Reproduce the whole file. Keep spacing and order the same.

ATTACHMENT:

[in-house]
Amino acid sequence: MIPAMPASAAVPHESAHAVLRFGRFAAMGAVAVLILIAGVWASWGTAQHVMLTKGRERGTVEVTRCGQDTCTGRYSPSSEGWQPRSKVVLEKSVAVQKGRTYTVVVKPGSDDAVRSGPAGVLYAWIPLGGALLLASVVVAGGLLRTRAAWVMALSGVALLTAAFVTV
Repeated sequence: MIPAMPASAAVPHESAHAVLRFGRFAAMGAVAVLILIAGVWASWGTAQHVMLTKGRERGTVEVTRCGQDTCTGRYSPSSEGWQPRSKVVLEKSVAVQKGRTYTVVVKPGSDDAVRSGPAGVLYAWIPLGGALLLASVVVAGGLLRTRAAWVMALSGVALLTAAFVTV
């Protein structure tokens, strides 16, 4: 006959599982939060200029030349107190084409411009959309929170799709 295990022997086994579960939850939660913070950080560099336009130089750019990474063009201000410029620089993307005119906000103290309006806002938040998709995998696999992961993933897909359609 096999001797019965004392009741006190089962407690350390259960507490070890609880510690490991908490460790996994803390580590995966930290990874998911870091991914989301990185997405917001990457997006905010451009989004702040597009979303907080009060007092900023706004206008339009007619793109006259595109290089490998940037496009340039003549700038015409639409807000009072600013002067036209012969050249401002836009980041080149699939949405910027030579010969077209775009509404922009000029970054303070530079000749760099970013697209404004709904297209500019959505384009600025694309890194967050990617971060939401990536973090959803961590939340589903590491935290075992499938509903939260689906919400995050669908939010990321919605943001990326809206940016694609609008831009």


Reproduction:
[in-house]
Amino acid sequence: MIPAMPASAAVPHESAHAVLRFGRFAAMGAVAVLILIAGVWASWGTAQHVMLTKGRERGTVEVTRCGQDTCTGRYSPSSEGWQPRSKVVLEKSVAVQKGRTYTVVVKPGSDDAVRSGPAGVLYAWIPLGGALLLASVVVAGGLLRTRAAWVMALSGVALLTAAFVTV
Repeated sequence: MIPAMPASAAVPHESAHAVLRFGRFAAMGAVAVLILIAGVWASWGTAQHVMLTKGRERGTVEVTRCGQDTCTGRYSPSSEGWQPRSKVVLEKSVAVQKGRTYTVVVKPGSDDAVRSGPAGVLYAWIPLGGALLLASVVVAGGLLRTRAAWVMALSGVALLTAAFVTV
């Protein structure tokens, strides 16, 4: 006959599982939060200029030349107190084409411009959309929170799709 295990022997086994579960939850939660913070950080560099336009130089750019990474063009201000410029620089993307005119906000103290309006806002938040998709995998696999992961993933897909359609 096999001797019965004392009741006190089962407690350390259960507490070890609880510690490991908490460790996994803390580590995966930290990874998911870091991914989301990185997405917001990457997006905010451009989004702040597009979303907080009060007092900023706004206008339009007619793109006259595109290089490998940037496009340039003549700038015409639409807000009072600013002067036209012969050249401002836009980041080149699939949405910027030579010969077209775009509404922009000029970054303070530079000749760099970013697209404004709904297209500019959505384009600025694309890194967050990617971060939401990536973090959803961590939340589903590491935290075992499938509903939260689906919400995050669908939010990321919605943001990326809206940016694609609008831009």